Death By 1,000 Cuts



Because my biological clock hates me, I am often the first person to wake up in my house. I’ve grudgingly come to accept this, but this acceptance doesn’t make me any more pleasant to be around.

This past Saturday, my son, Alex, found me at the breakfast table a quarter of the way through an Atlantic cover story, one third of the way through my first waffle, and halfway through my third cup of coffee.

“Waffles! I think I’ll have that, too,” he announced.

He then paused to see if his declaration would spur me to act – and it did. My actions were a long, slurpy pull on my coffee and a facial expression that could be interpreted to mean, “Get yer own damn waffles.” Continue reading

On To Contestant’s Row

clean roomI like to enter writing contests. I love how they force my brain to think in new and exciting ways. I would even say that some of my best writing efforts were the direct result of such contests – especially the ones with strict rules regarding subject matter and word count.

I suffer from a sort of Contest Compulsion, I think. Sometimes I win these contests, which, of course, is awesome. More often than not, I lose — but losing never bothers me much; for the real victory is in the final written product, the story that didn’t exist before I decided to compete.

Thanks to Patricia Tilton, I recently learned about the Erma Bombeck Humor Writing Competition. Due to my Compusion, I had to enter. The rules were simple: One had to submit a humorous essay fewer than 425 words written in the style of the great Erma herself.

I was surprised by how much I enjoyed channeling Bombeck’s propensity for exaggeration. She also loves dialogue, which allowed me to exercise my long-atrophied playwrighting muscles.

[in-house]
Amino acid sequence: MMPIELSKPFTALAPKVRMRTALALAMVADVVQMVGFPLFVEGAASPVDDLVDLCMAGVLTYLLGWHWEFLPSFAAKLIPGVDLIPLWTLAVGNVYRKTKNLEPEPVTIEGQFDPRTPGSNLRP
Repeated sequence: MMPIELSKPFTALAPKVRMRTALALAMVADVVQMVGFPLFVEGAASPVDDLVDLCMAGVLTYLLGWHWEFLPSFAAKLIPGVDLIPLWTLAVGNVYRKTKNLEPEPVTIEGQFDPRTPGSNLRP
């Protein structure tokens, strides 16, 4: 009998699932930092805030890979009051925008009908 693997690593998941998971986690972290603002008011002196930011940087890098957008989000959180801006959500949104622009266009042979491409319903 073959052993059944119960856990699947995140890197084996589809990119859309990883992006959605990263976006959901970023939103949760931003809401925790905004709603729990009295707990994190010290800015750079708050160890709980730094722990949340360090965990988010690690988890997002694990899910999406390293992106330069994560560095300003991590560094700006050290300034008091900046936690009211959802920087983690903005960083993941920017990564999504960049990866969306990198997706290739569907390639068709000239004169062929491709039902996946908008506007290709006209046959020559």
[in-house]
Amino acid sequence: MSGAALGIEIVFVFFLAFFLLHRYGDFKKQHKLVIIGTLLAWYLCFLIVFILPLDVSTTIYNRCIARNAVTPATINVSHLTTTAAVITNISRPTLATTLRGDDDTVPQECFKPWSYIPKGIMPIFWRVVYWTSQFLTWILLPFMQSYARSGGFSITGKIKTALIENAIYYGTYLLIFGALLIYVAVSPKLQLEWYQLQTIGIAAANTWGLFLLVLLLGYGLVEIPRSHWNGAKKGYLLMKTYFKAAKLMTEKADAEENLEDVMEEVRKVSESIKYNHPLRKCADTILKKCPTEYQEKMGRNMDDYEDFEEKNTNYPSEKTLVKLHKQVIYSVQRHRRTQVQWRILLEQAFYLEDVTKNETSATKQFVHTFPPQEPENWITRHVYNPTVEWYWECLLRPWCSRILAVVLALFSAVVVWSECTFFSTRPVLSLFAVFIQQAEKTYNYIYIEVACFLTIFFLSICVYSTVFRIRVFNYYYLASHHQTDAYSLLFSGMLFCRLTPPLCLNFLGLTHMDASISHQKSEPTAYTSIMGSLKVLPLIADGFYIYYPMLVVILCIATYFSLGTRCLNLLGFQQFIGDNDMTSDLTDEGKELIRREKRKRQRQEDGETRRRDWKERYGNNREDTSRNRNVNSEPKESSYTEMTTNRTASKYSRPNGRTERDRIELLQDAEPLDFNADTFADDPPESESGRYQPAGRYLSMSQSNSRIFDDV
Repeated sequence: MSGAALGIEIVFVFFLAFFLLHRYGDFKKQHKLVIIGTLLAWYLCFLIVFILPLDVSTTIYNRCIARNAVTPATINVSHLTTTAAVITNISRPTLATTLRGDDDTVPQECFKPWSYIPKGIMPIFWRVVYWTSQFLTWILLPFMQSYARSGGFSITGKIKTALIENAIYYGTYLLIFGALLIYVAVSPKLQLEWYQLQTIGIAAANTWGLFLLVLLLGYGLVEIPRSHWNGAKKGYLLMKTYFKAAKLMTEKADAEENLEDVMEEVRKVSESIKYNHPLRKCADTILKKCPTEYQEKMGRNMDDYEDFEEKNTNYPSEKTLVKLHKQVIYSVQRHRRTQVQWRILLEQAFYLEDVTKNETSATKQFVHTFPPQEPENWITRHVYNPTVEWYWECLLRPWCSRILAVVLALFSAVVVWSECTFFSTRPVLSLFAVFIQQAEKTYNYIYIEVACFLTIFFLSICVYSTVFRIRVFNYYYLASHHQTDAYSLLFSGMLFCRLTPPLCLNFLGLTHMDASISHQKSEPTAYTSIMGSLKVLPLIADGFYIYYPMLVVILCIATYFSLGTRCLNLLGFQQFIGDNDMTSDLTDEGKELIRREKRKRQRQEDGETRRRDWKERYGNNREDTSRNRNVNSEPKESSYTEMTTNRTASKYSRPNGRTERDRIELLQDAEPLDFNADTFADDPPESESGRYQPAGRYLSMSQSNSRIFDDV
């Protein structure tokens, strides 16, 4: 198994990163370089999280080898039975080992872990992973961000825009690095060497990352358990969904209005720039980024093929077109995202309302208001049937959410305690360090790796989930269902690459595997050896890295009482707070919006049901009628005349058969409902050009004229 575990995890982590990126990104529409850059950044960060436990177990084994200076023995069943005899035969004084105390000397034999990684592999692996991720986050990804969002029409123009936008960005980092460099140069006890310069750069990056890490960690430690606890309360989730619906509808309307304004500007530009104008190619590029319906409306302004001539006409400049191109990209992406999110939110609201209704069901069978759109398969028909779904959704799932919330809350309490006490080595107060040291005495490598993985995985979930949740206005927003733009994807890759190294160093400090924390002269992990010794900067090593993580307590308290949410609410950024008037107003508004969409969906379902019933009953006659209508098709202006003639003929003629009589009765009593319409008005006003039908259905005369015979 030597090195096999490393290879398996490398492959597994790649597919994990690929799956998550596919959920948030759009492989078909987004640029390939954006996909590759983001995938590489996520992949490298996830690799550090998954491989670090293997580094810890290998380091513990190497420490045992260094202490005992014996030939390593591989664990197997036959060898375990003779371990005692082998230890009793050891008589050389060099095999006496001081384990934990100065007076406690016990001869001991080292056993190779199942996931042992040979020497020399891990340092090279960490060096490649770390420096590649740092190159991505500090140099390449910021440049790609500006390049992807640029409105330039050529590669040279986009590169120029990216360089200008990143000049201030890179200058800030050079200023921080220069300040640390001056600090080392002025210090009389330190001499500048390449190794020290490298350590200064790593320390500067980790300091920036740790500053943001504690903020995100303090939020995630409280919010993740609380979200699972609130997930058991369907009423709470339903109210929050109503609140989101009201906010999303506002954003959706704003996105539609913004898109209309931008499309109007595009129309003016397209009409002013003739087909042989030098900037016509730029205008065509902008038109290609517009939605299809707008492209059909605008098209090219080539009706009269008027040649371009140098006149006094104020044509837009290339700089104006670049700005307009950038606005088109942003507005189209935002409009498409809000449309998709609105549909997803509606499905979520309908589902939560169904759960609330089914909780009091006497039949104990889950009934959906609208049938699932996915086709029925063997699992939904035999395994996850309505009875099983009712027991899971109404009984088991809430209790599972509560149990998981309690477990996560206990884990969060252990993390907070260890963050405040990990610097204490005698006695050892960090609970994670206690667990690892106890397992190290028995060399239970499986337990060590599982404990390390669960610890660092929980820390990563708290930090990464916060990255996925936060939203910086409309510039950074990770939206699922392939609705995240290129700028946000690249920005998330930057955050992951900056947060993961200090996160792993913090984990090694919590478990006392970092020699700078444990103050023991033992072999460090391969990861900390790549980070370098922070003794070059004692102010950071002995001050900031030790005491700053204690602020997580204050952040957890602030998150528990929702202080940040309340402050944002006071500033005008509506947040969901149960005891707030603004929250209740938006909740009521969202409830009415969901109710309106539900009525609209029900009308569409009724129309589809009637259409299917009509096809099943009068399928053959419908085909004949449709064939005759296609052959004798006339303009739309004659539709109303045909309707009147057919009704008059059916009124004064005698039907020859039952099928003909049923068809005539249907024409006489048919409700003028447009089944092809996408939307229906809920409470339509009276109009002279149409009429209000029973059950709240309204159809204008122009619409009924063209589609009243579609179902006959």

What’s posted below didn’t win a thing, but I thought it might be fun to share. Here’s hoping you agree.


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The Battle At Fort Mike

When my older sister, Gina, became a high school junior, the house suddenly got very loud. It was time for her to declare her independence from everyone and everything, and that, apparently, cannot be accomplished with an inside voice.

She yelled early and often in a shrill, tenacious soprano that burrowed directly into my head at the left temple and ricocheted off the interior of my skull. (Once a noise like that gets inside your cranium, by the way, it’s very difficult to get it out. On quiet nights I can still hear a faint, echoing “IT’S NOT FAIR!” circa. 1981.) If Gina was the only one making unpleasantly loud noises it wouldn’t have been so bad; unfortunately she inspired similarly loud noises from my parents.

When those three voices filled the house in a hollering harmony, all I wished to do was go elsewhere.

That was when I began to take an interest in the woods.

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